Recycling & Reducing Carbon CO2 Footprint
Recycling is defined as the act of processing used or old materials as a means of creating new ones, this not only reduces the consumption of fresh materials which in turn conserves natural resources and protects natural habitats for the future but also reduces energy usage.
The energy that is required to make new products from recycled materials is significantly less than if they were manufactured using fresh raw materials.
Recycling also helps the environment as it reduces the amount of extraction that needs to take place, this includes logging, quarrying and mining, as well as processing and refining procedures that have to be carried out on materials in order to make them ‘industry ready’.
Air and water pollution
All of these processes create considerable amounts of air and water pollution as well as having a harmful effect on natural habitats. In contrast recycled materials have already been through this process reducing the energy consumption and the negative effect on the environment.
Recycling can help to reduce greenhouse gas emissions and our carbon footprint.
- Carbon dioxide (CO2) emissions have been proven to contribute to global warming. By reducing carbon emissions, the aim is that the effects of global warming and climate change can be reduced or slowed down. Carbon dioxide is a by-product of many processes manufacturers conduct. For example, transportation, production in factories and machines (such as washing machines) which consume electricity all produce carbox dioxide as a by-product. By reducing the intensity and rate at which these processes are carried out, government's believe
- Methane is a powerful greenhouse gas that has many negative effects on the environment. By recycling, the quantities of many materials that produced this gas in land fill sites are significantly reduced, as is the sheer amount of waste dumped in one of the 1,500 land fill sites across the UK .
For example, by reusing carrier bags, the idea is that less will eventually have to be produced. This in turn means less production and less transportation. This would mean less carbon dioxide would be released into the atmosphere; hence reducing the carbon footprint.
What happens to our recycling?
There are many recycling plants in the UK , reprocessing millions of tonnes of old matter every year. Materials are collected in a variety of ways such as kerb side collections and co-mingled collections where all recyclable material is collected in one lorry which requires sorting at a Materials Recovery Facility.
Here in the United Kingdom, all of the manufactured newsprint is made from 100% recycled paper and over 80% of the glass that is collected at recycling points is re-used often to make new bottles.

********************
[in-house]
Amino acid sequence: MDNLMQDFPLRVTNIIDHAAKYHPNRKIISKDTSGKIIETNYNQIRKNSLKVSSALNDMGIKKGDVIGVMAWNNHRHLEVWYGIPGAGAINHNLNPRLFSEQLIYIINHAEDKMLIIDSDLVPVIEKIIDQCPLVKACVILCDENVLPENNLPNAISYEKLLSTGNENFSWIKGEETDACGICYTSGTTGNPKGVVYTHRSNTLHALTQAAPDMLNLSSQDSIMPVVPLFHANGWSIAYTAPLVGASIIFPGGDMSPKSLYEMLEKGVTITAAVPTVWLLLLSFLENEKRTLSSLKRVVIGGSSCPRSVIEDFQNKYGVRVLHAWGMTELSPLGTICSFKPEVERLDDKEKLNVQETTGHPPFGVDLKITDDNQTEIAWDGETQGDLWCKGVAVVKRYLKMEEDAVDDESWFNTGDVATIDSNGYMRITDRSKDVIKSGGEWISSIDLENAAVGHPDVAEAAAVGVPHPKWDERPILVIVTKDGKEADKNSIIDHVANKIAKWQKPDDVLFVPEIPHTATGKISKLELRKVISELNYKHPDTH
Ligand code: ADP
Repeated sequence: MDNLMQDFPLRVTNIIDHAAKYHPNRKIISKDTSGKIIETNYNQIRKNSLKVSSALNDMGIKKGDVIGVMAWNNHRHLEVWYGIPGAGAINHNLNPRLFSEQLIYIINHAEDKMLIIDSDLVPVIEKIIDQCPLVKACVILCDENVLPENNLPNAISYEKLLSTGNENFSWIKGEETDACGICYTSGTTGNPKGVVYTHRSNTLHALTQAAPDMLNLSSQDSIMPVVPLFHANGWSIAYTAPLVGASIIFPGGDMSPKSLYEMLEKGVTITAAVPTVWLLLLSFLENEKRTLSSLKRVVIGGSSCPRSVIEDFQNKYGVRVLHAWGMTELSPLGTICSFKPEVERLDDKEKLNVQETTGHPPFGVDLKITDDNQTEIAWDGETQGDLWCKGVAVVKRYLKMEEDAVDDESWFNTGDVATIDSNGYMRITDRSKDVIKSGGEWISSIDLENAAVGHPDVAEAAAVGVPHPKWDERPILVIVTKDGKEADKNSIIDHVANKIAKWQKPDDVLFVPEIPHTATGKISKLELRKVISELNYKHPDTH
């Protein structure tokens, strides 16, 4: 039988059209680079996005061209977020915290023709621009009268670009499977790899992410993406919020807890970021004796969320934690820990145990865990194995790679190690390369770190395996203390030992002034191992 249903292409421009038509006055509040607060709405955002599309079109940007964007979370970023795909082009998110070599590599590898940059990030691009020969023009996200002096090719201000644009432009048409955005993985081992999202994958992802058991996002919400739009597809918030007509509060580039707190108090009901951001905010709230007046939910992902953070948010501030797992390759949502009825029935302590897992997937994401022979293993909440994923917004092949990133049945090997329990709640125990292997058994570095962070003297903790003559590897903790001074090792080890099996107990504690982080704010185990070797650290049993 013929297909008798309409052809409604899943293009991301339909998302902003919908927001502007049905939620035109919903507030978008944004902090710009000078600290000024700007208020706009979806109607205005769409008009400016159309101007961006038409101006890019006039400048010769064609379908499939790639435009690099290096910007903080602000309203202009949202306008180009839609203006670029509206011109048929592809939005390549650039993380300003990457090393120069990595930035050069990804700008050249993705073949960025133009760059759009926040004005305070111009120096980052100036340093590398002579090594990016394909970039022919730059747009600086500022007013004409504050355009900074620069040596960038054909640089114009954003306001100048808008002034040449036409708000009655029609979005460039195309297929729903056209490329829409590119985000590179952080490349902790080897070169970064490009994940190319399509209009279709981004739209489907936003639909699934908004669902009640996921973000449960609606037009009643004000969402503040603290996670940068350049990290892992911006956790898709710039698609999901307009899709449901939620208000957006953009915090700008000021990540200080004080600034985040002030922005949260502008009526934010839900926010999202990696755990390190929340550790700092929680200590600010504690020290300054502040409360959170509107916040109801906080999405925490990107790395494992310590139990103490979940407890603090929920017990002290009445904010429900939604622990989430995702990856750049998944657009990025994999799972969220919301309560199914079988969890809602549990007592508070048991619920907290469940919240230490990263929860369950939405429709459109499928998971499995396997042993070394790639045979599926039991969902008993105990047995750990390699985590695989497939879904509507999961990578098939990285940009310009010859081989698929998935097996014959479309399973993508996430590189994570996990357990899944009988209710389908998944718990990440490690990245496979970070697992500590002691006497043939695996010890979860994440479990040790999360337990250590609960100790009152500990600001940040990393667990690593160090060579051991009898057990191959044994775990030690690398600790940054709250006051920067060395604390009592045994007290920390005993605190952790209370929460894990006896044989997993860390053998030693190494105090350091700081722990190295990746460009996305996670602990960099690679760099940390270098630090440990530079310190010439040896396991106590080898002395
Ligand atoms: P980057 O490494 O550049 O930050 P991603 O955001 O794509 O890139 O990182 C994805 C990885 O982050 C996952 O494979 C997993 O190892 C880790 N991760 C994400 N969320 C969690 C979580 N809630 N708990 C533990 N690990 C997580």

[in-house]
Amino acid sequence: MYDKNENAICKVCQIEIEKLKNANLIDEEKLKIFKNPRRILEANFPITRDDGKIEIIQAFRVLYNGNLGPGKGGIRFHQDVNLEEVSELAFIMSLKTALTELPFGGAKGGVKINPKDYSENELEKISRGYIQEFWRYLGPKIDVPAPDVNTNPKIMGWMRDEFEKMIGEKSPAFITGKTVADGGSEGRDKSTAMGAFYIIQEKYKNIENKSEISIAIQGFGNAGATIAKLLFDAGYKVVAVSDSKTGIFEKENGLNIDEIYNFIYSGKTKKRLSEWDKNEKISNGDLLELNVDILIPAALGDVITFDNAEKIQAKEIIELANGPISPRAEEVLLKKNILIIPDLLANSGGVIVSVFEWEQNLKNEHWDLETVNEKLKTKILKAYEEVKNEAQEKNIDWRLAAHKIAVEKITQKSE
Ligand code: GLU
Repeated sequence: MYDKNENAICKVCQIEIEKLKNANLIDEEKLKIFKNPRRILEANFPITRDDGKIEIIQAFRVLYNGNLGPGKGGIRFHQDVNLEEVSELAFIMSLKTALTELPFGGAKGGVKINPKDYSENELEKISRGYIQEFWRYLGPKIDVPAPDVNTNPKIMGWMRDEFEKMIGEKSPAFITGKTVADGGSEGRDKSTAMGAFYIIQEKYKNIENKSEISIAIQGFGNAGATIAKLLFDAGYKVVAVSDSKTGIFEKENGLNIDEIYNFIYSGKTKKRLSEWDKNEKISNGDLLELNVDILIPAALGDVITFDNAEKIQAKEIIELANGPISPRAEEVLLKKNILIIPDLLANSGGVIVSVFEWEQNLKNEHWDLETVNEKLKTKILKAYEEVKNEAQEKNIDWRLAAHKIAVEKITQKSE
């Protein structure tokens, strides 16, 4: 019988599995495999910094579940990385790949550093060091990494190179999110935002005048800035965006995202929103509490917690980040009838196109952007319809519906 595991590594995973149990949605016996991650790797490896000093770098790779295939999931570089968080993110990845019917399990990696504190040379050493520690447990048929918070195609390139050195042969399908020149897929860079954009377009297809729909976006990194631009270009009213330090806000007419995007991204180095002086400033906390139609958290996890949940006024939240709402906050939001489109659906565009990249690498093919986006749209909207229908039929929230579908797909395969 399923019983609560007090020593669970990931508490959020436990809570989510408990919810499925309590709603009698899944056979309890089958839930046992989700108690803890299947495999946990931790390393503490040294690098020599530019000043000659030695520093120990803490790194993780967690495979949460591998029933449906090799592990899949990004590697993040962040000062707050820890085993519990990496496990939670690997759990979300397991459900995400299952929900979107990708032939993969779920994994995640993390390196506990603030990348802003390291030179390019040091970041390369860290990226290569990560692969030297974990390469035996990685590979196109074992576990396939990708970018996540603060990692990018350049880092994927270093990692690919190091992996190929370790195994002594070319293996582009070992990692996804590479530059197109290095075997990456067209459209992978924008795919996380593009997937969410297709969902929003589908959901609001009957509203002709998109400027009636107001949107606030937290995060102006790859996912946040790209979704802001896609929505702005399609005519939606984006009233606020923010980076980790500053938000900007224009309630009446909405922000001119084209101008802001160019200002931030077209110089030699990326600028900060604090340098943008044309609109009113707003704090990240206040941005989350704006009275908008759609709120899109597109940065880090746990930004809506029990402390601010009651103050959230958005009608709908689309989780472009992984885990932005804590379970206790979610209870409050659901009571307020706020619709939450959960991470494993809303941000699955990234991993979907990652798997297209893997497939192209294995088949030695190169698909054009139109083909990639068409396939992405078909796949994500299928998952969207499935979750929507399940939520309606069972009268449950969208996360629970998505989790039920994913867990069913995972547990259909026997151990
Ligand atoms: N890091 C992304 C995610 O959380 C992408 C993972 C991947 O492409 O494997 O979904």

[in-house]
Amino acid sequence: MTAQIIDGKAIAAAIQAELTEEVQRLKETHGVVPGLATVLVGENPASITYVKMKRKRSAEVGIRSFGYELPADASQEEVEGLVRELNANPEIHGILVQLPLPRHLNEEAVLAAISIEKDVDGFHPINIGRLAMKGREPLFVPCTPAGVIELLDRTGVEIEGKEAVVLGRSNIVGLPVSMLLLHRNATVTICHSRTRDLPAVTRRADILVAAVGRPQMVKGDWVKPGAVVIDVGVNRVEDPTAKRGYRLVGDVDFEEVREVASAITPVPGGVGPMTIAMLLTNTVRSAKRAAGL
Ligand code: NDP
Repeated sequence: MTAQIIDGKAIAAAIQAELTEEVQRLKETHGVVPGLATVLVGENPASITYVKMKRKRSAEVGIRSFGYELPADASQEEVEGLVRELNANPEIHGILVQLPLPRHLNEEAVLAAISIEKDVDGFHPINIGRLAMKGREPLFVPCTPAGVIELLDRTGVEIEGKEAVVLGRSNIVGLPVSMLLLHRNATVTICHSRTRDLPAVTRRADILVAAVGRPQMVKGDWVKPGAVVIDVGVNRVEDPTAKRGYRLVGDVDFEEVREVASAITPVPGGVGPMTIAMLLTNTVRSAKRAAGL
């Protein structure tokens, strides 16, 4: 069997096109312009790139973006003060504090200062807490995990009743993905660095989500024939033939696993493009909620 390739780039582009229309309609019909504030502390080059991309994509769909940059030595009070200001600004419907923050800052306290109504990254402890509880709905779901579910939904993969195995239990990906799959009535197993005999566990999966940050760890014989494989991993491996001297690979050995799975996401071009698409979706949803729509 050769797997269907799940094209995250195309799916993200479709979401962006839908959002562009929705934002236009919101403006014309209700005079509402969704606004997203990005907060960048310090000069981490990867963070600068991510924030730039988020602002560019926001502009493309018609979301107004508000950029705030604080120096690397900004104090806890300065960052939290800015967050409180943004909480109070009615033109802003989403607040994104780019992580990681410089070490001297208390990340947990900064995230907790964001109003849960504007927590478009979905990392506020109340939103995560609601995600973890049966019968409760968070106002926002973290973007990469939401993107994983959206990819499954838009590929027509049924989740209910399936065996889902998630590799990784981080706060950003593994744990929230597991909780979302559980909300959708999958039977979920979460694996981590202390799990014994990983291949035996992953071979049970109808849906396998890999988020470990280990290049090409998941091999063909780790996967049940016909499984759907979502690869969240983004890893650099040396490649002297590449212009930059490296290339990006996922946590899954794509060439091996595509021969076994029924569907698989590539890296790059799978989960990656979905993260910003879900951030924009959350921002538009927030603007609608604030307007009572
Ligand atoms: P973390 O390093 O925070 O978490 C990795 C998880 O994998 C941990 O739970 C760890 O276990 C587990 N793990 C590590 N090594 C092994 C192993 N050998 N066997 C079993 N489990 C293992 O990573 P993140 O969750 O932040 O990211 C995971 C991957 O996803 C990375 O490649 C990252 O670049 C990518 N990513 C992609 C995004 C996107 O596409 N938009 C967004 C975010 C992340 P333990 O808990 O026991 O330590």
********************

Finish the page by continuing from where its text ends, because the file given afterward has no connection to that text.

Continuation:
There are countries around the world that are willing to pay high prices for recyclable materials, in particular plastic. This includes primarily countries like China who don’t have the raw materials readily available to make products, including plastic bags. This at first would seem to defeat the object of recycling, however upon further investigation the recycling process that has to take place requires less energy and causes less environmental damage than making the products from fresh, virgin materials.
Even taking into account the transport from Britain the carbon emissions are still lower than starting from scratch. This is due to the fact that the container ships take the materials back on their return journey after being used to bring goods to the UK .
According to information reported by the Environment Agency for Dafta, the percentages of materials reprocessed in the UK as opposed to materials exported for recycling are as follows;
|Material||Reprocessed in the UK (%)||Reprocessed Abroad (%)|
Is it worth it?
In 2008, there was reportedly 8.7 million tonnes of UK household waste recycled; this is equivalent to saving the carbon emission produced by nearly a million flights between Sydney and London .
Statistics report that 95% of the materials put out for recycling in the UK last year were successfully reprocessed.
On average it costs £45 to put a tonne of waste in a land fill site. Recycling cost is considerably less, so not only is reprocessing material reducing the amount of space taken up by waste that is unlikely to degrade for hundreds of years, it is also saving taxpayer money.
The UK currently recycles approximately 50% of the glass used, including bottles from drinks and jars. Though this figure has more than doubled in the last five years, the UK is still trailing behind other European countries such as Finland and Switzerland who manage to reuse around 90% of their glass waste.